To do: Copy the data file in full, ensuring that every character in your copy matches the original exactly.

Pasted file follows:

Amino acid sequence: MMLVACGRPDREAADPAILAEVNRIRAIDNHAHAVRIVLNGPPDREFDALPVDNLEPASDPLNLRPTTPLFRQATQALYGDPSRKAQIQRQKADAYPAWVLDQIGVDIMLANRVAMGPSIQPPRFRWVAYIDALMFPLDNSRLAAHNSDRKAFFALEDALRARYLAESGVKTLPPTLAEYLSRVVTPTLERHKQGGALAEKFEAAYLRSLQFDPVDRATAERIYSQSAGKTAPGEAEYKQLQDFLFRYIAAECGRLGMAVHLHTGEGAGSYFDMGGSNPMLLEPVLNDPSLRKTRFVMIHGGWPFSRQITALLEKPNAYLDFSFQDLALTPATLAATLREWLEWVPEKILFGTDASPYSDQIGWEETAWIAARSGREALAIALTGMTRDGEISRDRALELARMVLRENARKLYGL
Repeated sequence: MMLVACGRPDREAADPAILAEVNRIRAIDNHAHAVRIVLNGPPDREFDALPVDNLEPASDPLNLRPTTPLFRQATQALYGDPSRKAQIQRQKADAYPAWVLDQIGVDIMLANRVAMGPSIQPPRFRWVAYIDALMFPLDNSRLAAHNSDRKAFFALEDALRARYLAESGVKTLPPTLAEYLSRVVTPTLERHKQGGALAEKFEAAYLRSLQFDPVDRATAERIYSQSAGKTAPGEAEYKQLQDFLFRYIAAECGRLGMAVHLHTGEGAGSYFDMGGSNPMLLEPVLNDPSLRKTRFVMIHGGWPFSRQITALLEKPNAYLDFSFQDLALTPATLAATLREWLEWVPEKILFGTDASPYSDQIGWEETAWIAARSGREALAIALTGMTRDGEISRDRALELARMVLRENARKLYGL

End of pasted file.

Amino acid sequence: MMLVACGRPDREAADPAILAEVNRIRAIDNHAHAVRIVLNGPPDREFDALPVDNLEPASDPLNLRPTTPLFRQATQALYGDPSRKAQIQRQKADAYPAWVLDQIGVDIMLANRVAMGPSIQPPRFRWVAYIDALMFPLDNSRLAAHNSDRKAFFALEDALRARYLAESGVKTLPPTLAEYLSRVVTPTLERHKQGGALAEKFEAAYLRSLQFDPVDRATAERIYSQSAGKTAPGEAEYKQLQDFLFRYIAAECGRLGMAVHLHTGEGAGSYFDMGGSNPMLLEPVLNDPSLRKTRFVMIHGGWPFSRQITALLEKPNAYLDFSFQDLALTPATLAATLREWLEWVPEKILFGTDASPYSDQIGWEETAWIAARSGREALAIALTGMTRDGEISRDRALELARMVLRENARKLYGL
Repeated sequence: MMLVACGRPDREAADPAILAEVNRIRAIDNHAHAVRIVLNGPPDREFDALPVDNLEPASDPLNLRPTTPLFRQATQALYGDPSRKAQIQRQKADAYPAWVLDQIGVDIMLANRVAMGPSIQPPRFRWVAYIDALMFPLDNSRLAAHNSDRKAFFALEDALRARYLAESGVKTLPPTLAEYLSRVVTPTLERHKQGGALAEKFEAAYLRSLQFDPVDRATAERIYSQSAGKTAPGEAEYKQLQDFLFRYIAAECGRLGMAVHLHTGEGAGSYFDMGGSNPMLLEPVLNDPSLRKTRFVMIHGGWPFSRQITALLEKPNAYLDFSFQDLALTPATLAATLREWLEWVPEKILFGTDASPYSDQIGWEETAWIAARSGREALAIALTGMTRDGEISRDRALELARMVLRENARKLYGL